We should all be concerned by the revelations of HSBC’s private banking leak

Documents obtained by the International Consortium of Investigative Journalists and the French police, have put the spotlight on HSBC’s Swiss private banking. In particular, their compliance procedures have been put into serious doubt, as staff members of HSBC have advised UHNW clientele about best practice for avoiding paying taxes in their representative countries.[1] With the account details of more than 100,000 individuals and legal entities leaked by proclaimed whistle-blower ‘Hervé Falciani’, the extent the UHNWI’s had gone to protect both their identities and their wealth from the tax-man has been revealed.

In an age where privacy and discretion are amongst the main criteria wanted by UHNWI’s when choosing a private or international bank, what does the recent revelations mean to this community?[2] Firstly it is important to note that tax evasion of any form is illegal, and the data regarding the individuals who have been breaking the law has already been put to use, when the French tax authority shared these documents with representative governments. It is possible that many more individuals will be under scrutiny as more information is released from the files.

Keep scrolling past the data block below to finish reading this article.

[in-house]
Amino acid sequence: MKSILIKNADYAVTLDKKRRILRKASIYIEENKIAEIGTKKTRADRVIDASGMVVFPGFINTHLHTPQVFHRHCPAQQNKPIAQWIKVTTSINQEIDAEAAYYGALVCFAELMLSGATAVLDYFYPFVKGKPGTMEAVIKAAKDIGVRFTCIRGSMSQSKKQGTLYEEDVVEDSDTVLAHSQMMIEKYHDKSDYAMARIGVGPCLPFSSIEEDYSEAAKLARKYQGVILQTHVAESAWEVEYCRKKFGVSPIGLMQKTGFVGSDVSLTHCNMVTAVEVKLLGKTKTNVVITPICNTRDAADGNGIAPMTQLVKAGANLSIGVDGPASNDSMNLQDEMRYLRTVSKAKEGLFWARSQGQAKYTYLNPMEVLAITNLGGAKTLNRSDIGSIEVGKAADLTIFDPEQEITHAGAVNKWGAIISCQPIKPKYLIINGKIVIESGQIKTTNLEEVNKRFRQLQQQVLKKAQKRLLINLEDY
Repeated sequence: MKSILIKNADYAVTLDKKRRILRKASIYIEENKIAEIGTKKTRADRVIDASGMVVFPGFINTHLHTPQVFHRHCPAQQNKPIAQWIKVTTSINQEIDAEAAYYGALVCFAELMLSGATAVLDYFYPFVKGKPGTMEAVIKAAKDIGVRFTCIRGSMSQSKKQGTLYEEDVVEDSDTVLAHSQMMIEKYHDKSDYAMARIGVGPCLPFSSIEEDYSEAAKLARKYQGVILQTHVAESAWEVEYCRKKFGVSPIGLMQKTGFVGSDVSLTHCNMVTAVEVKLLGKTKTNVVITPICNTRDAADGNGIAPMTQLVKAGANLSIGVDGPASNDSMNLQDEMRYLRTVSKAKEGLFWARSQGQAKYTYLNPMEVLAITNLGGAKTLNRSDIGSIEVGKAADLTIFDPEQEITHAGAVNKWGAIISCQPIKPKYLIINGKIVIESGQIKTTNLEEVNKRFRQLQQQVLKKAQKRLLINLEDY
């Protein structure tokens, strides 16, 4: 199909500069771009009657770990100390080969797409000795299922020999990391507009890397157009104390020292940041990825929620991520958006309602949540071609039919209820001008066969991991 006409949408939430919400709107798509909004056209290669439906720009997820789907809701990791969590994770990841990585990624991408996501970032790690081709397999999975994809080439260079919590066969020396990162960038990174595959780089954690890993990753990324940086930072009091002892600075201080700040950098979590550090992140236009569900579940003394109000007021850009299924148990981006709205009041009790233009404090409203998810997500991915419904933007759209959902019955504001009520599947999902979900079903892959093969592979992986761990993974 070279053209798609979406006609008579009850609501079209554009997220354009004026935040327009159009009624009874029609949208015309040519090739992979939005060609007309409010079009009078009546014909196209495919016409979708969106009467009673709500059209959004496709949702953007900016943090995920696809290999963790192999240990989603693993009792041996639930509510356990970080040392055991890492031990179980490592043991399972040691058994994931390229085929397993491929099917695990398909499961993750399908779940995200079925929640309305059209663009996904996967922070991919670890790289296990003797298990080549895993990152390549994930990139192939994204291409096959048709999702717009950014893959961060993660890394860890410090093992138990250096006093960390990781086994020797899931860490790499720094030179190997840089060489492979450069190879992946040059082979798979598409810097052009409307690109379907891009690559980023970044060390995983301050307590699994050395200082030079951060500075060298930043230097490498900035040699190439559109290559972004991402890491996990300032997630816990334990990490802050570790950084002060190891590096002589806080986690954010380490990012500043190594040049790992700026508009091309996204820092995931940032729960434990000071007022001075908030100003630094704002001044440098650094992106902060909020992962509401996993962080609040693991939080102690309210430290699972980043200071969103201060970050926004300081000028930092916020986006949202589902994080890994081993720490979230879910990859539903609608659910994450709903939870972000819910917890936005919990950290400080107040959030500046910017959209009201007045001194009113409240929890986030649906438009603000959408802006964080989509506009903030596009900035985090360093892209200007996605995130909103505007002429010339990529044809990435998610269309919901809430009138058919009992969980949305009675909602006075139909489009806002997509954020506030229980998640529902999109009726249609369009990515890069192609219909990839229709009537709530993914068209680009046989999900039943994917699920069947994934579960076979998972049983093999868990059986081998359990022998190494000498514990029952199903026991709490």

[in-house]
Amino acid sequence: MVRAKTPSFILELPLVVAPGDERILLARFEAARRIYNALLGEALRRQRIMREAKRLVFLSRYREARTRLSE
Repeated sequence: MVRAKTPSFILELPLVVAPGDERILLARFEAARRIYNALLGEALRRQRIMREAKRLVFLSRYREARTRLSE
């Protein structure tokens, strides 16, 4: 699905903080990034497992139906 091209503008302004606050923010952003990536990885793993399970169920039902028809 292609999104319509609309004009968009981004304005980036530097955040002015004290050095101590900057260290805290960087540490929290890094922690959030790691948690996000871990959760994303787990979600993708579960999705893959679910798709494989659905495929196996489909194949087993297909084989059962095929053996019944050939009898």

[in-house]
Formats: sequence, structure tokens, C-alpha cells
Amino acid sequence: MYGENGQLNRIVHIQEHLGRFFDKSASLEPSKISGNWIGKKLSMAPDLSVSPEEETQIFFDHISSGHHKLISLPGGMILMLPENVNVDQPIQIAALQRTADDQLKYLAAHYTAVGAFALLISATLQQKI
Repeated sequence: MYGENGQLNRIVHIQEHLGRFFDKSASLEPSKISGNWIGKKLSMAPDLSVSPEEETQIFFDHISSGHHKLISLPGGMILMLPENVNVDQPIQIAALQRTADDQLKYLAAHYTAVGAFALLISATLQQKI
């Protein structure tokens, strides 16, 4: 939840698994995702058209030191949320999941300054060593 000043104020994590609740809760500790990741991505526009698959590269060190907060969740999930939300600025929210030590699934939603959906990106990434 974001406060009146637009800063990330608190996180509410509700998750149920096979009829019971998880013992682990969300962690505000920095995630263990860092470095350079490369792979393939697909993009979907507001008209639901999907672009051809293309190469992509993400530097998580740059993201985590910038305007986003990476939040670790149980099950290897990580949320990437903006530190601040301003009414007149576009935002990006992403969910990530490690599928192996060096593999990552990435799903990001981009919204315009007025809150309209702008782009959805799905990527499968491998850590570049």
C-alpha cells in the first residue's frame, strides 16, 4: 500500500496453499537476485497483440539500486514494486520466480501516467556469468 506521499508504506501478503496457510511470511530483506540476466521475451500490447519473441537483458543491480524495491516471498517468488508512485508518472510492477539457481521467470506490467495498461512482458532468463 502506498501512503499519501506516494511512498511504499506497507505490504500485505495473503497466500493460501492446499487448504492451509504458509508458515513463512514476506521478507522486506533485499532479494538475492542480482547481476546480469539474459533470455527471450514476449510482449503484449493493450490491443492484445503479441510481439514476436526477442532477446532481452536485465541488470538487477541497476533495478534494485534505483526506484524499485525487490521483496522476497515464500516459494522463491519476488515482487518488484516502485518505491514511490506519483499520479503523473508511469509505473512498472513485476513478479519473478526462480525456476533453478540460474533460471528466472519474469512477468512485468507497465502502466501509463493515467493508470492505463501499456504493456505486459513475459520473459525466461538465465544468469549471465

Secondly, the recent revelations will spur increased attempts by governments to look at what Thomas Piketty calls “Financial opacity”. That is, a system where UHNWI’s have been able to pay minimal tax rates in countries that they are not domiciled in. Furthermore, a system where UHNWI’s have been able to take advantage of tax loopholes which has led them paying much less tax (such as the European Savings Directive where individuals were advised to transform into corporations to avoid paying the tax).

However, I question the willingness of government officials worldwide to try and implement change in this system, as politicians, amongst entertainers and financiers, are amongst those 100,000 individuals and legal entities caught out in the findings.

Moving forward, HSBC has stated its resolve in exiting clients who “we had concerns in relation to tax compliance”, as such HSBC’s Swiss private bank has reduced its client base by over 70% since 2007. Does that mean that this 70% are now paying the correct amount of tax? I doubt it

Article by Peter O'Flynn

All opinions in this article are the authors own and his alone. To find out more about this story, please visit: http://www.campdenfb.com/article/personal-and-financial-details-leaked-hsbc-swiss-private-bank-revelations

[1] http://www.icij.org/project/swiss-leaks/banking-giant-hsbc-sheltered-mur...

[2] To find out more, visit www.globalfamilyofficereport.com



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